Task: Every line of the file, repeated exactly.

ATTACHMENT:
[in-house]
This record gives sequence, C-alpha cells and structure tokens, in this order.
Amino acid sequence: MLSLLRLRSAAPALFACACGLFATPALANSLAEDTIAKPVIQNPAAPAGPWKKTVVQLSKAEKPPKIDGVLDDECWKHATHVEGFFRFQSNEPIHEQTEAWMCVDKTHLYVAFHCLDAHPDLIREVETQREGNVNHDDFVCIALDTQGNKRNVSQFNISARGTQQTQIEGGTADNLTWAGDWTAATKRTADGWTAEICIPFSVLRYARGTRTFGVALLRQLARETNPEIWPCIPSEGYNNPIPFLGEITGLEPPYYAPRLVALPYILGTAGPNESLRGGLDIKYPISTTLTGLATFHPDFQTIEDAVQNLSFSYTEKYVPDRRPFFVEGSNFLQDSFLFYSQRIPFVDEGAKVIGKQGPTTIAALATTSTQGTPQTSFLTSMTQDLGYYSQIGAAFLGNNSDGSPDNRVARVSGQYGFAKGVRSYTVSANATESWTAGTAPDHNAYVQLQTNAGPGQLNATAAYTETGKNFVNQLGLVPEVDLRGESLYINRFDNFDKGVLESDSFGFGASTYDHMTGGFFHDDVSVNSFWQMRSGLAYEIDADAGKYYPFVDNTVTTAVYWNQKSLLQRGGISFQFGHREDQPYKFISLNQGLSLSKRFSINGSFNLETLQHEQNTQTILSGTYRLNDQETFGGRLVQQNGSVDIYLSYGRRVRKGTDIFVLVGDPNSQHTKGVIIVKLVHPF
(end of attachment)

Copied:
[in-house]
This record gives sequence, C-alpha cells and structure tokens, in this order.
Amino acid sequence: MLSLLRLRSAAPALFACACGLFATPALANSLAEDTIAKPVIQNPAAPAGPWKKTVVQLSKAEKPPKIDGVLDDECWKHATHVEGFFRFQSNEPIHEQTEAWMCVDKTHLYVAFHCLDAHPDLIREVETQREGNVNHDDFVCIALDTQGNKRNVSQFNISARGTQQTQIEGGTADNLTWAGDWTAATKRTADGWTAEICIPFSVLRYARGTRTFGVALLRQLARETNPEIWPCIPSEGYNNPIPFLGEITGLEPPYYAPRLVALPYILGTAGPNESLRGGLDIKYPISTTLTGLATFHPDFQTIEDAVQNLSFSYTEKYVPDRRPFFVEGSNFLQDSFLFYSQRIPFVDEGAKVIGKQGPTTIAALATTSTQGTPQTSFLTSMTQDLGYYSQIGAAFLGNNSDGSPDNRVARVSGQYGFAKGVRSYTVSANATESWTAGTAPDHNAYVQLQTNAGPGQLNATAAYTETGKNFVNQLGLVPEVDLRGESLYINRFDNFDKGVLESDSFGFGASTYDHMTGGFFHDDVSVNSFWQMRSGLAYEIDADAGKYYPFVDNTVTTAVYWNQKSLLQRGGISFQFGHREDQPYKFISLNQGLSLSKRFSINGSFNLETLQHEQNTQTILSGTYRLNDQETFGGRLVQQNGSVDIYLSYGRRVRKGTDIFVLVGDPNSQHTKGVIIVKLVHPF